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Qatar has been a fierce critic of both the Syrian and Libyan regimes, both positions held by the Harper government. (Fadi al-Assad/Reuters)
Qatar has been a fierce critic of both the Syrian and Libyan regimes, both positions held by the Harper government. (Fadi al-Assad/Reuters)

GLOBE EDITORIAL

Qatar could be new ally in Arab world for Canada Add to ...

As Canada deepens relations with Israel, we also need to build stronger ties with the Arab world. Canada's interests depend on constructive relationships with both Israel and a range of Arab countries. One nation that holds much potential for Canada is Qatar.

The tiny Persian Gulf country of 1.7 million, adjacent to Saudi Arabia’s east coast, doesn't normally receive a lot of Canadian attention. But that is changing Foreign Minister John Baird opened the Canadian Embassy in Doha earlier this year. And last week, a delegation of Qatari military officials was in Canada, as the two militaries deepen ties. Qatari gas is now exported to Canada, and a novel project is under way at the Toronto Hospital for Sick Children, with Canadian medical expertise at work in Qatar. About 5,000 Canadians work in the country, in the oil fields and in universities. Newfoundland’s College of the North Atlantic has a program there and so does the University of Calgary’s nursing school.

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Canadian business would do well to explore more opportunities especially in the hi-tech and service sectors. The World Cup in 2022 will lead to a building boom that could reach as much as $225 billion in new infrastructure. A light rail plan is bound to draw Canadian bids. The economic interest in Canada is even greater. The oil-rich nation is eager to diversify its wealth, and sees Canada – especially the mining sector – as a relatively safe haven in a volatile world.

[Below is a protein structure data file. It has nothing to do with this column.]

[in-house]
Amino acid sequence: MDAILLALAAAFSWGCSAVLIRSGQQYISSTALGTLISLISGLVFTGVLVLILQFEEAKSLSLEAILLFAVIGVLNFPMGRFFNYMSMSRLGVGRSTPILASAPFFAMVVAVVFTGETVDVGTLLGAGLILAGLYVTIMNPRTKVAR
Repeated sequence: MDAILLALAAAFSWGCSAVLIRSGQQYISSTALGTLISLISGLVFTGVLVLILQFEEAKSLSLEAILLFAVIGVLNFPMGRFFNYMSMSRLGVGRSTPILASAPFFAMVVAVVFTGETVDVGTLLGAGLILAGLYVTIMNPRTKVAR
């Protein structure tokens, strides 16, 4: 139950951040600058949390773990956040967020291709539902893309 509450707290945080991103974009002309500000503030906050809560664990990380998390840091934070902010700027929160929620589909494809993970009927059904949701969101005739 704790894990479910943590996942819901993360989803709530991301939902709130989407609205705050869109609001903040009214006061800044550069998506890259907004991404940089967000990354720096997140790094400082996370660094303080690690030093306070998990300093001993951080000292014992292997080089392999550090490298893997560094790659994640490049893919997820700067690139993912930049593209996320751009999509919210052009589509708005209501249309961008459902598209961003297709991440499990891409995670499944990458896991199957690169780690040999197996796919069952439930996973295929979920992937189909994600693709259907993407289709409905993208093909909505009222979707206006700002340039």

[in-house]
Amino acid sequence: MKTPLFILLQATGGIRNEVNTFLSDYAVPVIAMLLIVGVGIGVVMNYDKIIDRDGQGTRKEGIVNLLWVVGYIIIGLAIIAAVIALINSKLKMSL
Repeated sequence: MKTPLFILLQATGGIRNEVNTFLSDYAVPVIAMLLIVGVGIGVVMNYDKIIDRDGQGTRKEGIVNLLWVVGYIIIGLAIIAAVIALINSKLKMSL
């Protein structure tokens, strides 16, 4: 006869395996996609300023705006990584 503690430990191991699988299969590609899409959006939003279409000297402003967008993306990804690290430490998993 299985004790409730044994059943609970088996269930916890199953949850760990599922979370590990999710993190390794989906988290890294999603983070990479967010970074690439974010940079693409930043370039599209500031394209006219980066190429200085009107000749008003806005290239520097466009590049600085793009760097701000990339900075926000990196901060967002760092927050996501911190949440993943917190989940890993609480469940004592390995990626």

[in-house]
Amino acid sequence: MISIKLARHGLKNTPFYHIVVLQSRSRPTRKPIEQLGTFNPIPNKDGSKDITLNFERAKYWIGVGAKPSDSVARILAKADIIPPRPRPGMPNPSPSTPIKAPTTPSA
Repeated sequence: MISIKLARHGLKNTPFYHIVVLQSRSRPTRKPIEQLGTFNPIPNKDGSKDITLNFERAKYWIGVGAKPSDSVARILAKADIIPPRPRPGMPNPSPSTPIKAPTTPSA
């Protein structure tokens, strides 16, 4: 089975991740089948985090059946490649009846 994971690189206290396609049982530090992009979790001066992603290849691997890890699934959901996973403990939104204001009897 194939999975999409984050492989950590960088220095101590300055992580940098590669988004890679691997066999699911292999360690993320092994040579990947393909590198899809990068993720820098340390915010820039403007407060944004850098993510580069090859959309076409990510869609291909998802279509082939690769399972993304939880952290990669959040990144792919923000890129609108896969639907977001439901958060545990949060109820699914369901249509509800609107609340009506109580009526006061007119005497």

On the diplomatic front, Qatar has been a fierce critic of Syria, as it was of Libya – both positions shared by the Harper government. While Russia remains critical to that situation, the two countries can be seen as reliable voices in the anti-Assad movement. Such a partnership could be beneficial in any dialogue between Israel and the Palestinians. Such conversations have no shortage of interested parties – notably the U.S,, European Union and Russia – but may benefit from smaller powers offering a backdoor channel. Canada is now Israel’s most reliable ally. Qatar enjoys the same status with Palestinian groups – a trusted friend rather than an presumptive puppet master.

Further diplomatic and economic investment in Qatar may just show Canadians how a more diverse presence in the Middle East can flourish alongside our clear and established relationship with Israel.

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